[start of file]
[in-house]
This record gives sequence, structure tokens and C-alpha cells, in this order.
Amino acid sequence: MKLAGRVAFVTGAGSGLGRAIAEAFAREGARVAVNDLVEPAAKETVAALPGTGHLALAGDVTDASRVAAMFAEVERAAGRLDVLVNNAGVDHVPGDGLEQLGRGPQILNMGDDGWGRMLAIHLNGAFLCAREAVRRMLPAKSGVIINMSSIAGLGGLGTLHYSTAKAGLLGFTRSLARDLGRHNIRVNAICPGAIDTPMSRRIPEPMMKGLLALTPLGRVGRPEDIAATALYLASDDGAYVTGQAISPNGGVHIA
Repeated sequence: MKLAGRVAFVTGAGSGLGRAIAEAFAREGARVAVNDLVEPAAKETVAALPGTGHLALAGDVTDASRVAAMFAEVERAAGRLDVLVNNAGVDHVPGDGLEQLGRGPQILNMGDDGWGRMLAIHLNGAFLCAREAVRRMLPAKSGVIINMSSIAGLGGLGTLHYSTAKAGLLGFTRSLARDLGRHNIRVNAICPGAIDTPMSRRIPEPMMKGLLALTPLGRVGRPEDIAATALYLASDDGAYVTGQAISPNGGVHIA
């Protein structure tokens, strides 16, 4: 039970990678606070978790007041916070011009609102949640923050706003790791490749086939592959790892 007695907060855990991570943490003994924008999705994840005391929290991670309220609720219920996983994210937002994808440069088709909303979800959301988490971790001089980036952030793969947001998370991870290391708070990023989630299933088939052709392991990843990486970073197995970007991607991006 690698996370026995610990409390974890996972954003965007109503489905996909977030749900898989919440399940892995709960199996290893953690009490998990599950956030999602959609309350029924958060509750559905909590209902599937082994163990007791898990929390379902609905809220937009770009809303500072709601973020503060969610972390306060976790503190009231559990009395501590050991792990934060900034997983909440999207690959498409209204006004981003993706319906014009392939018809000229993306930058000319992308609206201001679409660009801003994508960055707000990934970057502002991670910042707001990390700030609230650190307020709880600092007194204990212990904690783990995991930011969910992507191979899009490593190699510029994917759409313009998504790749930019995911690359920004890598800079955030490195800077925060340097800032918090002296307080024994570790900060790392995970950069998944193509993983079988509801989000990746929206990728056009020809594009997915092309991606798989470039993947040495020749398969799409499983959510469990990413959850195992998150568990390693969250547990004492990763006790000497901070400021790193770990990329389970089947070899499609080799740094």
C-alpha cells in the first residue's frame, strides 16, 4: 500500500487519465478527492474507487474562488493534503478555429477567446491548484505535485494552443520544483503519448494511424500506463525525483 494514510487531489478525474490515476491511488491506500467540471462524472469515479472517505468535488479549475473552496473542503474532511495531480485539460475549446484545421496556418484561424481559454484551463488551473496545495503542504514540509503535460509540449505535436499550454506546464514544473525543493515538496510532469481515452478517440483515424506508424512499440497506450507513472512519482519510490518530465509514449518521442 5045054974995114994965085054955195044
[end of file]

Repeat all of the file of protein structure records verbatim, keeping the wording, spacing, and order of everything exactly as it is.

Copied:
[in-house]
This record gives sequence, structure tokens and C-alpha cells, in this order.
Amino acid sequence: MKLAGRVAFVTGAGSGLGRAIAEAFAREGARVAVNDLVEPAAKETVAALPGTGHLALAGDVTDASRVAAMFAEVERAAGRLDVLVNNAGVDHVPGDGLEQLGRGPQILNMGDDGWGRMLAIHLNGAFLCAREAVRRMLPAKSGVIINMSSIAGLGGLGTLHYSTAKAGLLGFTRSLARDLGRHNIRVNAICPGAIDTPMSRRIPEPMMKGLLALTPLGRVGRPEDIAATALYLASDDGAYVTGQAISPNGGVHIA
Repeated sequence: MKLAGRVAFVTGAGSGLGRAIAEAFAREGARVAVNDLVEPAAKETVAALPGTGHLALAGDVTDASRVAAMFAEVERAAGRLDVLVNNAGVDHVPGDGLEQLGRGPQILNMGDDGWGRMLAIHLNGAFLCAREAVRRMLPAKSGVIINMSSIAGLGGLGTLHYSTAKAGLLGFTRSLARDLGRHNIRVNAICPGAIDTPMSRRIPEPMMKGLLALTPLGRVGRPEDIAATALYLASDDGAYVTGQAISPNGGVHIA
């Protein structure tokens, strides 16, 4: 039970990678606070978790007041916070011009609102949640923050706003790791490749086939592959790892 007695907060855990991570943490003994924008999705994840005391929290991670309220609720219920996983994210937002994808440069088709909303979800959301988490971790001089980036952030793969947001998370991870290391708070990023989630299933088939052709392991990843990486970073197995970007991607991006 690698996370026995610990409390974890996972954003965007109503489905996909977030749900898989919440399940892995709960199996290893953690009490998990599950956030999602959609309350029924958060509750559905909590209902599937082994163990007791898990929390379902609905809220937009770009809303500072709601973020503060969610972390306060976790503190009231559990009395501590050991792990934060900034997983909440999207690959498409209204006004981003993706319906014009392939018809000229993306930058000319992308609206201001679409660009801003994508960055707000990934970057502002991670910042707001990390700030609230650190307020709880600092007194204990212990904690783990995991930011969910992507191979899009490593190699510029994917759409313009998504790749930019995911690359920004890598800079955030490195800077925060340097800032918090002296307080024994570790900060790392995970950069998944193509993983079988509801989000990746929206990728056009020809594009997915092309991606798989470039993947040495020749398969799409499983959510469990990413959850195992998150568990390693969250547990004492990763006790000497901070400021790193770990990329389970089947070899499609080799740094």
C-alpha cells in the first residue's frame, strides 16, 4: 500500500487519465478527492474507487474562488493534503478555429477567446491548484505535485494552443520544483503519448494511424500506463525525483 494514510487531489478525474490515476491511488491506500467540471462524472469515479472517505468535488479549475473552496473542503474532511495531480485539460475549446484545421496556418484561424481559454484551463488551473496545495503542504514540509503535460509540449505535436499550454506546464514544473525543493515538496510532469481515452478517440483515424506508424512499440497506450507513472512519482519510490518530465509514449518521442 5045054974995114994965085054955195044